|Pandas are bamboo critics|
But why does everyone keep thinking it's "bloggers vs. critics"? It's like when TVs appeared and people kicked and screamed about how radio and books were better. And yes, I do think letters are better than email for some things, but then again, each letter I'd send to my friends in Australia would take a week, and I'd have to copy them by hand word for word if I was talking about the same topic... Look, it's just technology, ok?
Ok, let's lay down the ground work so we don't all get confused. You may not agree with these definitions, but for the purposes of this blog post, this is how these terms are going to be used. You can argue for/against them, but that's not the main purpose of the post, so please try not to get your knickers in a twist just yet.
|Some food bloggers cook. Don't bash them!|
Food blogger/food blog
Whenever there's a "blogger vs. critic" article in mainstream media (formal publications e.g. newspapers) the writer always seems to assume that there is only 1 type of food blogger. That is simply not true. I would say the term encompasses 2 main groups:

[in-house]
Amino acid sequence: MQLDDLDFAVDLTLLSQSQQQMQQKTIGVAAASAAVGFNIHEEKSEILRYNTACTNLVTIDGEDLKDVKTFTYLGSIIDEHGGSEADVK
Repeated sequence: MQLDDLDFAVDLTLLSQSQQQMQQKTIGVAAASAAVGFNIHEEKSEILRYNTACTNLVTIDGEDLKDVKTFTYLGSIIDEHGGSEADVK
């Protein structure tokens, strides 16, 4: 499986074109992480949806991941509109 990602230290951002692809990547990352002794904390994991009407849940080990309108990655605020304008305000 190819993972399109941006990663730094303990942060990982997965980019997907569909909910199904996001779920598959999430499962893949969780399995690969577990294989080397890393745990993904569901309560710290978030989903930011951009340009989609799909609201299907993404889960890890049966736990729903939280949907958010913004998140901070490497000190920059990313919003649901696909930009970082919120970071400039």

a. those who blog about their dining experiences
b. those who blog about their cooking experiences
Of course, there are blogs that mix the two, and a good number of them also incorporate travel and other food-related experiences, but if a blog is purely about food, it usually falls into the two categories above. Either way, the person is passionate about food, or at least at the time they started blogging! The blog may or may not be a source of income. They might also be a food critic or food writer.
|Whoever you are, if you love food, you'll eat it and you'll talk about it.|
A writer/journalist who is employed by a formal publication, be it digital or in print, that is not a personal website/blog. Beyond the written word, there are of course radio and podcast critics, or video critics, but here I'll mostly be talking about the written word. A critic or reviewer will go to a restaurant, judge it on its merits and write about it in the publication. That's their job. They might also have a blog.
A person who writes about food, usually for formal publications, but who might also have a blog.
Newspapers, magazines, online magazines (websites), digital magazines (Issuu, iPad magazines) etc. They are not personal.
You like to dine out. You may or may not be a trained chef or learned eater. You pass judgment about a restaurant. You tell your friends.